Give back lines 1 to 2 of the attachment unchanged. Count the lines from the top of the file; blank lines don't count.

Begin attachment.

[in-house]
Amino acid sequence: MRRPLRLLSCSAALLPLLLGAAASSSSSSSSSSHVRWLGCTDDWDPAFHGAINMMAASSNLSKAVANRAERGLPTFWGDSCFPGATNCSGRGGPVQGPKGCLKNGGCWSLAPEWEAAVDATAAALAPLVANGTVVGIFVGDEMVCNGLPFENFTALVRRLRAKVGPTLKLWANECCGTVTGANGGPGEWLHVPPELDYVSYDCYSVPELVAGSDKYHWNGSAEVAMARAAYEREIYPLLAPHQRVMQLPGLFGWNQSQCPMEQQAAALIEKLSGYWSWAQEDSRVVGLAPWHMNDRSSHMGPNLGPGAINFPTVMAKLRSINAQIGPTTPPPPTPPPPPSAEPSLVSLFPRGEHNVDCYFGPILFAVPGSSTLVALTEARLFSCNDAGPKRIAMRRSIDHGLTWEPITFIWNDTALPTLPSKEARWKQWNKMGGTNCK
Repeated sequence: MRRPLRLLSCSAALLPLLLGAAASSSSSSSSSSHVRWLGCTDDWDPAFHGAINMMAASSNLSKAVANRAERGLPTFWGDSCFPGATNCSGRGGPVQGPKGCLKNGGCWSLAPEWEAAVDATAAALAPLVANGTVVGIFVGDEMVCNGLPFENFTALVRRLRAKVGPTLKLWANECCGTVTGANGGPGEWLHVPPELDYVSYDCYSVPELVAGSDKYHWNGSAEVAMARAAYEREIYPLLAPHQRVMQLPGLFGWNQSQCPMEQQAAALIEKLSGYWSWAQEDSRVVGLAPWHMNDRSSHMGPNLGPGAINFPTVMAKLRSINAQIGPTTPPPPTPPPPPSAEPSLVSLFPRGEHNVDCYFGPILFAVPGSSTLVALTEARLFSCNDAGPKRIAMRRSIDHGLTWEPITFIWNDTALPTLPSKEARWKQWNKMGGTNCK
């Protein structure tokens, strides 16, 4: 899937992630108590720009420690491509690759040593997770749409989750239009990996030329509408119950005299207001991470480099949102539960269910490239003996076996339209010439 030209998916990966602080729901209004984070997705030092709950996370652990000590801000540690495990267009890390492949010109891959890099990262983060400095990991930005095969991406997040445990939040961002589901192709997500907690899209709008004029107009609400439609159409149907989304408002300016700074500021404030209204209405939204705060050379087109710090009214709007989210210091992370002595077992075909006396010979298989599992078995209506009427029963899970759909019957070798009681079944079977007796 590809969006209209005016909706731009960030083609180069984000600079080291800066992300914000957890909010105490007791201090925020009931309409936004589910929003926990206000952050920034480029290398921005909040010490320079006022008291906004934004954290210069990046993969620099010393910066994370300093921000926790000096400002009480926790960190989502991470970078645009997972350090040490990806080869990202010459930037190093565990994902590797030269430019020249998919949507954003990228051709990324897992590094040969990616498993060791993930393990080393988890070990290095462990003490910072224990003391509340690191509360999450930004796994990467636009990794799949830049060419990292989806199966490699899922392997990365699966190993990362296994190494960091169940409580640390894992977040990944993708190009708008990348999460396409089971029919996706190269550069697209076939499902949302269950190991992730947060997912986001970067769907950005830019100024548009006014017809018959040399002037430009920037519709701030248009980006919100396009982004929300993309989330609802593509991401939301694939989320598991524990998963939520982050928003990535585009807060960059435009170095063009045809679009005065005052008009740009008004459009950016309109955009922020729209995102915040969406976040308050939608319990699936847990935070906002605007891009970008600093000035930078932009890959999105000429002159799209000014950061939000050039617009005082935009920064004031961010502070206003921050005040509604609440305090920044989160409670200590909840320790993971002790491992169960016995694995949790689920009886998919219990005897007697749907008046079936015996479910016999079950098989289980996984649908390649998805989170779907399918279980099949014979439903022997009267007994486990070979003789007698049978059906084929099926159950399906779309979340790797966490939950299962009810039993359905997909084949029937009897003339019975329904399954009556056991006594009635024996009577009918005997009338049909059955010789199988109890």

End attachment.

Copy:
[in-house]
Amino acid sequence: MRRPLRLLSCSAALLPLLLGAAASSSSSSSSSSHVRWLGCTDDWDPAFHGAINMMAASSNLSKAVANRAERGLPTFWGDSCFPGATNCSGRGGPVQGPKGCLKNGGCWSLAPEWEAAVDATAAALAPLVANGTVVGIFVGDEMVCNGLPFENFTALVRRLRAKVGPTLKLWANECCGTVTGANGGPGEWLHVPPELDYVSYDCYSVPELVAGSDKYHWNGSAEVAMARAAYEREIYPLLAPHQRVMQLPGLFGWNQSQCPMEQQAAALIEKLSGYWSWAQEDSRVVGLAPWHMNDRSSHMGPNLGPGAINFPTVMAKLRSINAQIGPTTPPPPTPPPPPSAEPSLVSLFPRGEHNVDCYFGPILFAVPGSSTLVALTEARLFSCNDAGPKRIAMRRSIDHGLTWEPITFIWNDTALPTLPSKEARWKQWNKMGGTNCK